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One-step Schemes

Consider the following one-step explicit difference scheme, which relates values of the grid function $ U_{{\bf m}}(n+1)$ to values at the previous time step:

$\displaystyle U_{{\bf m}}(n+1) = \sum_{{\bf k}\in \mathbb{K}}\alpha_{{\bf k}}U_{{\bf m - k}}(n)$    

where $ \mathbb{K}$ is some subset of $ \mathbb{Z}^{N}$, and the parameters $ \alpha_{{\bf k}}$ are constants; it is initialized by setting $ U_{{\bf m}}(0)$ equal to some function $ U_{{\bf m},0}$ (assumed to be in $ L_{2}$). Taking the spatial Fourier transform of this recursion gives
$\displaystyle \hat{U}_{\mbox{{\scriptsize\boldmath$\beta$}}}(n+1)$ $\displaystyle =$ $\displaystyle \left(\sum_{{\bf k}\in \mathbb{K}}\alpha_{{\bf k}}e^{-j\Delta{\bf...
...oldmath$\beta$}}}\right)\hat{U}_{\mbox{{\scriptsize\boldmath$\beta$}}}(n)\notag$ (2)
$\displaystyle \hbox{ }$ $\displaystyle =$ $\displaystyle \hspace{0.5in}G_{\mbox{{\scriptsize\boldmath$\beta$}}}\hspace{0.44in}\hat{U}_{\mbox{{\scriptsize\boldmath$\beta$}}}(n)$ (3)

$ G_{\mbox{{\scriptsize\boldmath $\beta$}}}$ so defined is called the spectral amplification factor for a one-step finite difference scheme. (2) implies that we have, in particular, that

$\displaystyle \hat{U}_{\mbox{{\scriptsize\boldmath$\beta$}}}(n+1) = G_{\mbox{{\...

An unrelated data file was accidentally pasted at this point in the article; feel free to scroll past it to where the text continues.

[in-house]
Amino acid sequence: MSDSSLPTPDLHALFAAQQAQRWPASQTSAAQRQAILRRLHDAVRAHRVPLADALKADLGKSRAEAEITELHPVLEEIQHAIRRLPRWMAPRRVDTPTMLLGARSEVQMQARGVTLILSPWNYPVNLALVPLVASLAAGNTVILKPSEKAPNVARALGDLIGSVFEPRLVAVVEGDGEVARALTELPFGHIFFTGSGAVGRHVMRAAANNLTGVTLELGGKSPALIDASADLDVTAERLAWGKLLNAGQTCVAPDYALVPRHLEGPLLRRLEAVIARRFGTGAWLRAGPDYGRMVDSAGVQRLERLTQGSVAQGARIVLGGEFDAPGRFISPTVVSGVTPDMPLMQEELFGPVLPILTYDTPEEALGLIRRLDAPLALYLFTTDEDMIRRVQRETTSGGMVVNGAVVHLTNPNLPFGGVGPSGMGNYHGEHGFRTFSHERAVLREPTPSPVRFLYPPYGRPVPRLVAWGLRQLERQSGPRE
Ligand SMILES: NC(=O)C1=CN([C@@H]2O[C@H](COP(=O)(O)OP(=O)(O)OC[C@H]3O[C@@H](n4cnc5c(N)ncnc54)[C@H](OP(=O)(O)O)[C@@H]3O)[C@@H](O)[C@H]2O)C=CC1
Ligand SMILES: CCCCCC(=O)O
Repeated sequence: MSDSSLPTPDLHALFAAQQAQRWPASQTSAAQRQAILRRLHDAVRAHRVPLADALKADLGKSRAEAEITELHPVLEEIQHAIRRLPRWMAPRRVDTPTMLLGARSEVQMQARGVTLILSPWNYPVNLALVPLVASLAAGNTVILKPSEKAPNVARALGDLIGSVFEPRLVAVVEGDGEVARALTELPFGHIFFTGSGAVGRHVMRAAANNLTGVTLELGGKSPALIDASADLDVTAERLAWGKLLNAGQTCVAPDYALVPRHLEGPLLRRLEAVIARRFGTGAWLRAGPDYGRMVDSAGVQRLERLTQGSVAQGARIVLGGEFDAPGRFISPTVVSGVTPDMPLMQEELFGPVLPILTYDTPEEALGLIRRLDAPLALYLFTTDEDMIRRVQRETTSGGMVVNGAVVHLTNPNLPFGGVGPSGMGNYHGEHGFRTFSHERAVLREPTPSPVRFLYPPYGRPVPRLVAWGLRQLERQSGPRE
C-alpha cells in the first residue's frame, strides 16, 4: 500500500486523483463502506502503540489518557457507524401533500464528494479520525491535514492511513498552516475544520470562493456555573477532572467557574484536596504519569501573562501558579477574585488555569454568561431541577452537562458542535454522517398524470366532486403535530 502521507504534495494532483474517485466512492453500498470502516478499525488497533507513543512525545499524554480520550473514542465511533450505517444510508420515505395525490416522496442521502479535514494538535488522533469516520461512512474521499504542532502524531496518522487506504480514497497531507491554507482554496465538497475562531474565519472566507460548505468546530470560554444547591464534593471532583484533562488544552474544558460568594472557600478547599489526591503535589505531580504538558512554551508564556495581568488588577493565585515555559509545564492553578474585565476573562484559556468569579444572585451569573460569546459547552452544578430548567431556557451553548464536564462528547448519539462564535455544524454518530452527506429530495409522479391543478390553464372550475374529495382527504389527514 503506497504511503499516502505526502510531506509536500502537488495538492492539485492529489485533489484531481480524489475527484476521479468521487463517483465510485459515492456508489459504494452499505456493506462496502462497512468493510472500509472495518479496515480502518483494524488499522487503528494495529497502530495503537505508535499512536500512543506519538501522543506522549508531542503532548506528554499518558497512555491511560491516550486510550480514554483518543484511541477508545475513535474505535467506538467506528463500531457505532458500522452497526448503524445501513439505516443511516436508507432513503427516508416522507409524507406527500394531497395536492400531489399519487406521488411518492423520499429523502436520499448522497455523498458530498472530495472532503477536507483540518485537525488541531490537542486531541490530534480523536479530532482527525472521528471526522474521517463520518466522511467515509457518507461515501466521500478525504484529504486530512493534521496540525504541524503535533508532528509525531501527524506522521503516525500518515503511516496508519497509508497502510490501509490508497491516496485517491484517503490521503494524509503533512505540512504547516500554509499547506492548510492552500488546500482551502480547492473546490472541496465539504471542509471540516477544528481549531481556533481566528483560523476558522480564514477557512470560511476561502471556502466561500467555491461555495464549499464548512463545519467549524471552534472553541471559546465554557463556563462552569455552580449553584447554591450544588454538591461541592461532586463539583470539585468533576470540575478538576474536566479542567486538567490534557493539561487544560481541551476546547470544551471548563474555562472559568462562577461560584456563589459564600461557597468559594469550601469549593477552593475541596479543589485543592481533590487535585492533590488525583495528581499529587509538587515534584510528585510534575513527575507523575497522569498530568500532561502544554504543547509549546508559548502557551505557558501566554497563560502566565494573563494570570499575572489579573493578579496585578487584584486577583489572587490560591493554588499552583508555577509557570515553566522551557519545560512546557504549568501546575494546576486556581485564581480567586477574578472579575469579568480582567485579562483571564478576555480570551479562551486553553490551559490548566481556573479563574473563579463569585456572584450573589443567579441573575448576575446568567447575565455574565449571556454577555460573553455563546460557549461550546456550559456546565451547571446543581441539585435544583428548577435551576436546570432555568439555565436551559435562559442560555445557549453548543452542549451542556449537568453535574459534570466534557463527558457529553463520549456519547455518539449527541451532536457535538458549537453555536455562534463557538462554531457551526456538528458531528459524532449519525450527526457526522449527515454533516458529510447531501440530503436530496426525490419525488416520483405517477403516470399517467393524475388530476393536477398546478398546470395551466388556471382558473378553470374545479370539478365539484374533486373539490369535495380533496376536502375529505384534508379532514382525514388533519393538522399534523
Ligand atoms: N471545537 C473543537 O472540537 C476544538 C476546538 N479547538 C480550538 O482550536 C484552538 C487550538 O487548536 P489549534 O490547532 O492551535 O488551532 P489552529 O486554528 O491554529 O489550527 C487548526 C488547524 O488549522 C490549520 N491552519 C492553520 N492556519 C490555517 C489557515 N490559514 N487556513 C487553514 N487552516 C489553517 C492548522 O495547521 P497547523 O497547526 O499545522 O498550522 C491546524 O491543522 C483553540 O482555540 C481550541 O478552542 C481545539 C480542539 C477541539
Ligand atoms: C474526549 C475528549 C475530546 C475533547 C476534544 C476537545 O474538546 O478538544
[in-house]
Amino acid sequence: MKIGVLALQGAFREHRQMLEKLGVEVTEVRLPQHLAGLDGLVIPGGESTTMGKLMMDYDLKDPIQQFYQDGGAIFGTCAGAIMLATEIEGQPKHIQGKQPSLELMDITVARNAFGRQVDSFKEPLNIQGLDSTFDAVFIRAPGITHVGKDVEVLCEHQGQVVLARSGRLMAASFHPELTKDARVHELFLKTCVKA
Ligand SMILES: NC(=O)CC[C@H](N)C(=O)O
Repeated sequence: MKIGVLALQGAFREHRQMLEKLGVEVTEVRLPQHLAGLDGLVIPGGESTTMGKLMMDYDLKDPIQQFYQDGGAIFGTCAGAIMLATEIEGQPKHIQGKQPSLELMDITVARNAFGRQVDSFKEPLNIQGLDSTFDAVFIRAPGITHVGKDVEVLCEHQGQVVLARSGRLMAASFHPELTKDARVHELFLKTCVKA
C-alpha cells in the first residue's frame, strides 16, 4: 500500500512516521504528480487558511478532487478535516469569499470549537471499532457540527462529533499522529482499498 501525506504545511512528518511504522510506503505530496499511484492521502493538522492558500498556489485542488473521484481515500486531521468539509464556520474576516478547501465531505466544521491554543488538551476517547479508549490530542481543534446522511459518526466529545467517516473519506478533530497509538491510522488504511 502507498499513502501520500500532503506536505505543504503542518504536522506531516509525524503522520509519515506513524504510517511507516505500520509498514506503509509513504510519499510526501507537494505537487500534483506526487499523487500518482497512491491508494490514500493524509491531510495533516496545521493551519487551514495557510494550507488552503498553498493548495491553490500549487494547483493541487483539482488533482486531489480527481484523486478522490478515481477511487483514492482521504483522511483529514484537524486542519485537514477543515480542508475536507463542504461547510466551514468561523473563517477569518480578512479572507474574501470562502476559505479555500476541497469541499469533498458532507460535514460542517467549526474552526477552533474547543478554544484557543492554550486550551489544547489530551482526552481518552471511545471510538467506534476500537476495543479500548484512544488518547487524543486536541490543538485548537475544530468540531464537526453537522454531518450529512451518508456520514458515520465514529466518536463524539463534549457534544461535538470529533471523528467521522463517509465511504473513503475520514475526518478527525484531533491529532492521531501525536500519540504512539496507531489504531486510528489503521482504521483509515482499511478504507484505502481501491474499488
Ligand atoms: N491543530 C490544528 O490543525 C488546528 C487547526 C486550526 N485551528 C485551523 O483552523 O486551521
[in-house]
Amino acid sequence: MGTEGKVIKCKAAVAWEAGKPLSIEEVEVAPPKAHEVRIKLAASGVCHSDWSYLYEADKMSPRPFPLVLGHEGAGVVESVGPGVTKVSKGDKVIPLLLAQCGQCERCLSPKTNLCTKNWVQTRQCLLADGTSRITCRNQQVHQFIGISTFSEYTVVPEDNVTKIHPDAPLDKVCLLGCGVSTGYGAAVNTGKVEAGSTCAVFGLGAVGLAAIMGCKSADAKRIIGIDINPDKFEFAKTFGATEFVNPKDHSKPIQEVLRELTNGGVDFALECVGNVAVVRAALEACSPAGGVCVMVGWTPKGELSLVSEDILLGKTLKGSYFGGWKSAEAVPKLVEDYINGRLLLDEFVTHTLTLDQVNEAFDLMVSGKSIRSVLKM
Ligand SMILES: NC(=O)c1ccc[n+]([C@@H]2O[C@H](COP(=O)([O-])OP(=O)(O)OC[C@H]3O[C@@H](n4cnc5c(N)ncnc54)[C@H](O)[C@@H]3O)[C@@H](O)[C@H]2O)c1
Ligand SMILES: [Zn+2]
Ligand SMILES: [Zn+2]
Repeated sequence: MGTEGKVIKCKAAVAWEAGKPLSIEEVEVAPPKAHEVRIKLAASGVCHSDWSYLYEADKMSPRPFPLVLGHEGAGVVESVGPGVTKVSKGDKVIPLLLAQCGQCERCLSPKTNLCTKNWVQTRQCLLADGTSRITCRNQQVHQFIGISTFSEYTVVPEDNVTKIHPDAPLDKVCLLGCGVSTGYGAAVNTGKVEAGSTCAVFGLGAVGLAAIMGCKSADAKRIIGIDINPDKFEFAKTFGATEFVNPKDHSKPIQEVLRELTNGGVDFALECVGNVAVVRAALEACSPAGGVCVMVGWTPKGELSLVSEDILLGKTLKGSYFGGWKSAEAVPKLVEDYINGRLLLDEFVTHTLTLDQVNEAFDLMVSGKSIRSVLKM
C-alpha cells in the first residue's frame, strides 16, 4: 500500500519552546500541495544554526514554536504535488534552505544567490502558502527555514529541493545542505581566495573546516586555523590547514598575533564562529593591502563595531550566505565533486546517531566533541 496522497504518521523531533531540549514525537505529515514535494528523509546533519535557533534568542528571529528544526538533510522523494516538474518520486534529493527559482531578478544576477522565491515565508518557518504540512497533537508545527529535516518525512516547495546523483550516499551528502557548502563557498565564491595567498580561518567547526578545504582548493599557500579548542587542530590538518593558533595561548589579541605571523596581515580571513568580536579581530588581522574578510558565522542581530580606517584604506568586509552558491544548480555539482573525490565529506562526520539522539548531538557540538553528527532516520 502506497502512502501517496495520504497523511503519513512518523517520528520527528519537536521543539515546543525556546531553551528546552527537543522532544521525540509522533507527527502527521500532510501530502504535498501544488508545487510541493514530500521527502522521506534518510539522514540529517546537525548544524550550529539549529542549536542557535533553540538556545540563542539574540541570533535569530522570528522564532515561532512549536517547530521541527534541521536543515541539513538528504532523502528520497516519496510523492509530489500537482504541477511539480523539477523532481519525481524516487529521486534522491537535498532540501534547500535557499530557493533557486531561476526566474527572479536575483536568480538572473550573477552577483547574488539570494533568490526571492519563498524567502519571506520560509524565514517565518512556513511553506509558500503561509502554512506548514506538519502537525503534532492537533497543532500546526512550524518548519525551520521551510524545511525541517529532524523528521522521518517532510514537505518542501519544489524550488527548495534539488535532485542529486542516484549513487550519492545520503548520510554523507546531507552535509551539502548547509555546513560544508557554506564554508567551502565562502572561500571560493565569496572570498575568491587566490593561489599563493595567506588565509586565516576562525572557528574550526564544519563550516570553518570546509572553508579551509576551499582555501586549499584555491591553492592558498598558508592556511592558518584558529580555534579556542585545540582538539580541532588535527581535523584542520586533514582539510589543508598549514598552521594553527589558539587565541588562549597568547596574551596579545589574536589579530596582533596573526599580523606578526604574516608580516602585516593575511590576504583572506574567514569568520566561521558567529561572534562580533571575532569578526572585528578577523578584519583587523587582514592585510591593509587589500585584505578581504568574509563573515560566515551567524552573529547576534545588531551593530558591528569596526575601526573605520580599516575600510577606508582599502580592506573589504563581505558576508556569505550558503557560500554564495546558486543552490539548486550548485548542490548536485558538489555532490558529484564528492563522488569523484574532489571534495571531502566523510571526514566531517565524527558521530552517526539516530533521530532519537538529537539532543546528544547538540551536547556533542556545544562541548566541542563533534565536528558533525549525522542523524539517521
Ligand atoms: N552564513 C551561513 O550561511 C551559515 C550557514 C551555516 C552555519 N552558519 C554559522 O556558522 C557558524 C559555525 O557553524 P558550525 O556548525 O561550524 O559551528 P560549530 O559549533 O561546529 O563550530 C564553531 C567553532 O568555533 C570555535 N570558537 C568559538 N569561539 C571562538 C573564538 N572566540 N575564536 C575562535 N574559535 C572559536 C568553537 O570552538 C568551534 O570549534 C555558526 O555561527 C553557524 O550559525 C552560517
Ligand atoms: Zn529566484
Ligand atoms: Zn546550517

...ptsize\boldmath$\beta$}}}^{n+1}\hat{U}_{\mbox{{\scriptsize\boldmath$\beta$}},0}$ (4)

where $ \hat{U}_{\mbox{{\scriptsize\boldmath $\beta$}},0}$ is the spatial Fourier transform of the initial condition $ U_{{\bf m},0}$. (3) further implies that

$\displaystyle \Vert\hat{U}(n+1)\Vert _{2} \leq \left(\max_{\mbox{{\scriptsize\b...{{\scriptsize\boldmath$\beta$}}}\vert\right)^{n+1}\Vert\hat{U}_{0}\Vert _{2}$    

and finally, through Parseval's relation, that

$\displaystyle \Vert U(n+1)\Vert _{2} \leq \left(\max_{\mbox{{\scriptsize\boldma...
...G_{\mbox{{\scriptsize\boldmath$\beta$}}}\vert\right)^{n+1}\Vert U_{0}\Vert _{2}$    

If the $ \alpha_{{\bf k}}$ which define the difference scheme are independent of the grid spacing and the time step, then such a difference scheme is called stable if

$\displaystyle \max_{\mbox{{\scriptsize\boldmath$\beta$}}}\vert G_{\mbox{{\scriptsize\boldmath$\beta$}}}\vert\leq 1$    

The $ L_{2}$ norm of the solution to the difference equation will thus not increase as the simulation progresses.
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``Spectral Analysis of Finite Difference Meshes'', by .
Copyright © 2005-12-28 by Julius O. Smith III<jos_email.html>
Center for Computer Research in Music and Acoustics (CCRMA),   Stanford University
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